We have a place on the Jersey shore that is our favorite get-away spot on summer weekends.
Unfortunately, we have a second floor condo and no yard, which is not very conducive to life with spaniels. Because we currently have 10 dogs living with us, we have to divide and conquer to make these trips.
Our cute little English toy spaniel, George, is everyone’s favorite. He is also low dog on the totem pole and is easily scared by lots of traffic and congestion. So every weekend in the summer he packs his little doggie bag and heads to the grandparents’ house, where he is spoiled by four daily meals and all-day belly rubs.
Our foster mommy dog has puppies that are too young to travel, so they win a stay at home with my son.
His cocker spaniel is the best watchdog, and tends to bark a lot, so she also gets to stay home.
The oldest, Lora Lu, is mostly blind and deaf, making it difficult for her to acclimate to new places; she also stays home.
That leaves four who get to make the trip to the shore. They love "going to the beach” and eagerly wait for a lift into the car when we are packing. Hue usually does the packing and picks me up from work on the way to the shore.
So far this year he has forgotten dog food one weekend (resulting in some fun homemade meals for the dogs), dog leashes one weekend (resulting in an expensive trip to the best pet store, Animal House in Ocean City, to buy new collars and leashes for everyone), and his underwear (resulting in going commando–TMI, perhaps?).
Once we are settled in our shore condo, the fun begins.
We have to walk dogs early in the morning or late in the evening, avoiding the heat and humidity that can result in burned paws on hot pavement, heatstroke from too much exercise, and dodging traffic when crossing streets.
Our midday foray is just far enough to accomplish the necessary doggie duties. We are extremely good about cleaning up after our pets and not allowing them to urinate on the few available lawns, going so far as teaching our dogs to use the gutters.
During the off season, when the dogs are allowed on the beach, we have to watch they don’t drink salt water, eat sand or swallow sharp shells. I have seen many dogs in my office suffering from salt toxicity, sand impactions and bowel perforations from eating shells.
I always marvel at the Labradors and golden retrievers playing in the surf and fetching balls. Our dogs run from the waves! Crazy Shayna enjoys chasing seagulls and anything that moves, sometimes chasing the waves, but always running when they chase her back. When we return from our beach walks, baths to rinse sand and salt water are the next order of business.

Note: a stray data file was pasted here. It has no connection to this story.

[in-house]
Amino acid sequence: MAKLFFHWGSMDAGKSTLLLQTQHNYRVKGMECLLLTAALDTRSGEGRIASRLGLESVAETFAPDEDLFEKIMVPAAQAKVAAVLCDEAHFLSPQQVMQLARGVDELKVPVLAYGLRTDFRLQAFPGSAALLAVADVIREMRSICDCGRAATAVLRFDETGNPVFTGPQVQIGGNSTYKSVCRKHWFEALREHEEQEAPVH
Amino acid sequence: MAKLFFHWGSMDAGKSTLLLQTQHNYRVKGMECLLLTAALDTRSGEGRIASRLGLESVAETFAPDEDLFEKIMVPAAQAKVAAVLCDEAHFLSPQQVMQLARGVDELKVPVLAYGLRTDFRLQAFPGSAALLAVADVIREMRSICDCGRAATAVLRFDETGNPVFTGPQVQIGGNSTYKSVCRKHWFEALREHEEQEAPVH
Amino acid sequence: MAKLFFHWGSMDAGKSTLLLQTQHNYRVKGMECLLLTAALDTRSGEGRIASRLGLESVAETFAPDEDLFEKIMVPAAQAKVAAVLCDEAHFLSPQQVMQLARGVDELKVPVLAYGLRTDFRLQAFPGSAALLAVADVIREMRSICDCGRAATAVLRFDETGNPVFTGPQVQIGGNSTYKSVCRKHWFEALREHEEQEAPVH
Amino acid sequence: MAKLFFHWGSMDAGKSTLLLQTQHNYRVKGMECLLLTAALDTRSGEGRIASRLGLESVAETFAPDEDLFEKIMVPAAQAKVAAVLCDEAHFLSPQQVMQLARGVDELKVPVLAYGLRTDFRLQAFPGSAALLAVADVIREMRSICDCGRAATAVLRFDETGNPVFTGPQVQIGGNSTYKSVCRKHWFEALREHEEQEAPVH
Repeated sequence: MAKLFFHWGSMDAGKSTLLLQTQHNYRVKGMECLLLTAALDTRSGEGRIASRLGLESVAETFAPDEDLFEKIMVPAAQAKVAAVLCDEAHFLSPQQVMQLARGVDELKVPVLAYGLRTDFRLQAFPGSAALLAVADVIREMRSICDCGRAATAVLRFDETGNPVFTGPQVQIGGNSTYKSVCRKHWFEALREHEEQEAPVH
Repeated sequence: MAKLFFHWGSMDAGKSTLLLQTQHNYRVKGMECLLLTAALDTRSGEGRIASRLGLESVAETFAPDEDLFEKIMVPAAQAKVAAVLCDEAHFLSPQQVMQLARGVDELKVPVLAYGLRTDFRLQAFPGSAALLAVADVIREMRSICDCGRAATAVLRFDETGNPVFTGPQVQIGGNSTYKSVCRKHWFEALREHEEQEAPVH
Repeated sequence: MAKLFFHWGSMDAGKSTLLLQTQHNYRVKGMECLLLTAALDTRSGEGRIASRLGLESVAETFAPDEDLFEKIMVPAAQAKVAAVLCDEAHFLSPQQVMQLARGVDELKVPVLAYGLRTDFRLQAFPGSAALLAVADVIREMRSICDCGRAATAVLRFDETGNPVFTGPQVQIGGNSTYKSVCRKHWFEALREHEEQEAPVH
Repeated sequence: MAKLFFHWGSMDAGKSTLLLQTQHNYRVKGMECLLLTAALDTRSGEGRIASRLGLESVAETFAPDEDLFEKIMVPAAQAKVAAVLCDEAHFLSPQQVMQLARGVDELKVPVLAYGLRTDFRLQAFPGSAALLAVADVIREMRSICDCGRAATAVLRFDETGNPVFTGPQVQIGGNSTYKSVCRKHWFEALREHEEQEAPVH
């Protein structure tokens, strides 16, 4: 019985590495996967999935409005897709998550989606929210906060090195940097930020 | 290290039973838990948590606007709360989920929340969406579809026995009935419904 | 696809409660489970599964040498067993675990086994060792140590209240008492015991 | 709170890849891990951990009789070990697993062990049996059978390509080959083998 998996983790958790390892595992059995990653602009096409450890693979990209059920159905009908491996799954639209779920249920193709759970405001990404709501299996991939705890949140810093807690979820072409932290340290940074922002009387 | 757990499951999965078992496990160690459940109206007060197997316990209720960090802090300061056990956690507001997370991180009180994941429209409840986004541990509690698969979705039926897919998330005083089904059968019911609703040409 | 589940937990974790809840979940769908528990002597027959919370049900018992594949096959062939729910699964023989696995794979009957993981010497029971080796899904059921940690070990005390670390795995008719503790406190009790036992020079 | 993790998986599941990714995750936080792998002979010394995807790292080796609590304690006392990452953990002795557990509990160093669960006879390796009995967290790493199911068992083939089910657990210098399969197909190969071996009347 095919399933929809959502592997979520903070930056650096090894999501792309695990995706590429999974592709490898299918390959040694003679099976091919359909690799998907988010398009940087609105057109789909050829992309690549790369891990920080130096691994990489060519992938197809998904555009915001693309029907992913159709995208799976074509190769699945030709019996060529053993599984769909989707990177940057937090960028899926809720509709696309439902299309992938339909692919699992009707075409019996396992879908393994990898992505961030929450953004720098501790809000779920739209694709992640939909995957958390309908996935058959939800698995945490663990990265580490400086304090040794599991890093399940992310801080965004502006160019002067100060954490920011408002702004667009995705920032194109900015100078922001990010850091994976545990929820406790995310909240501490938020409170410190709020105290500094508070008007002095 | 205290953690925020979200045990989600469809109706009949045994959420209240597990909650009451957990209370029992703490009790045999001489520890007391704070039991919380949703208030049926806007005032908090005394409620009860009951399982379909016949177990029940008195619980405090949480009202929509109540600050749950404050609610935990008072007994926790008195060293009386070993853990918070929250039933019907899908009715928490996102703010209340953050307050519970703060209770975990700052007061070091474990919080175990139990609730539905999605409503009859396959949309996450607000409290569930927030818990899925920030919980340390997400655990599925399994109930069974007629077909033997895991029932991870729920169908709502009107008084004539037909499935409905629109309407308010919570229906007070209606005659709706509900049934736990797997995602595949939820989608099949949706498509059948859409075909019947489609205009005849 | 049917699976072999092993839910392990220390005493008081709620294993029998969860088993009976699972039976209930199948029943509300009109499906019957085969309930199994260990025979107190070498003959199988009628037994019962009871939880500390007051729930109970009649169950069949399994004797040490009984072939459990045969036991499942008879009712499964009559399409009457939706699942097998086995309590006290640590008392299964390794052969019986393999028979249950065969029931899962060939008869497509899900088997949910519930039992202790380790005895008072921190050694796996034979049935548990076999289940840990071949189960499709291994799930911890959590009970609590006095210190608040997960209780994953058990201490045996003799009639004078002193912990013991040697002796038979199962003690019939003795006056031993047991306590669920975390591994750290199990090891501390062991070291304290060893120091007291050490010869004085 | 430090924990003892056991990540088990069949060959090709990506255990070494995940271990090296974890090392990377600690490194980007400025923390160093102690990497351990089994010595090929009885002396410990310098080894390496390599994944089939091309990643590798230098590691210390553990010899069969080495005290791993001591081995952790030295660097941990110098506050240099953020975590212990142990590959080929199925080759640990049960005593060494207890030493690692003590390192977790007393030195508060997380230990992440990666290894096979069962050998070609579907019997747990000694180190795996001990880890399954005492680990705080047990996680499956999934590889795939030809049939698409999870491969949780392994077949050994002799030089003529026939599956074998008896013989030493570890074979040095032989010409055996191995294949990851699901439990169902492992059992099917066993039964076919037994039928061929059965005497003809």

It seems like an awful lot of work to bathe four dogs, but they have so much fun, I guess it’s worth the effort. There are dog parks in most of the shore towns, but so far we have found them to be located in muddy, marshy areas no one would want to use, or sunny, paved, harsh areas too hot to enjoy.
Another issue at the shore is bugs.
When there is not a breeze, the flies, gnats and mosquitoes can be gruesome. We don’t spend much time outside at dusk, when the mosquitoes are at their worst. Besides being annoying, they can carry heartworms and encephalitis.
If we need to be outside when the insects are active, we apply a natural essential oil spray to ourselves and the dogs. But mostly, we just head inside if the pests are out.
Taking pets on a shore vacation can be fun for all involved, as long as you keep in mind the comfort and safety of your animals. If you are renting a house or condo, make sure your pets are good citizens, not allowing them to soil the rugs, chew the furnishings, or bark at the neighbors.
Dr. Morgan practices traditional Western medicine and alternative therapies at Clayton and Churchtown Veterinary Associates in Clayton and Pennsville, N.J., respectively.
She graduated from Rutgers in 1980 with a B.S. in pre-veterinary science and earned her DVM from the University of Illinois College of Veterinary Medicine in 1984. She is certified in veterinary orthopedic manipulation, a form of veterinary chiropractic, and in acupuncture, and attended the Chi Institute of Traditional Chinese Medicine.
In her spare time, you might see Dr. Morgan walking spaniels with Hue Grant at their home in Pilesgrove, N.J., or on the beach in Ocean City. Her animals include George and Lora Lu, the English toy spaniels, and Pookie and Shayna, the Cavalier King Charles spaniels. She also has two horses and often spends time with her daughter at equestrian shows and competitions.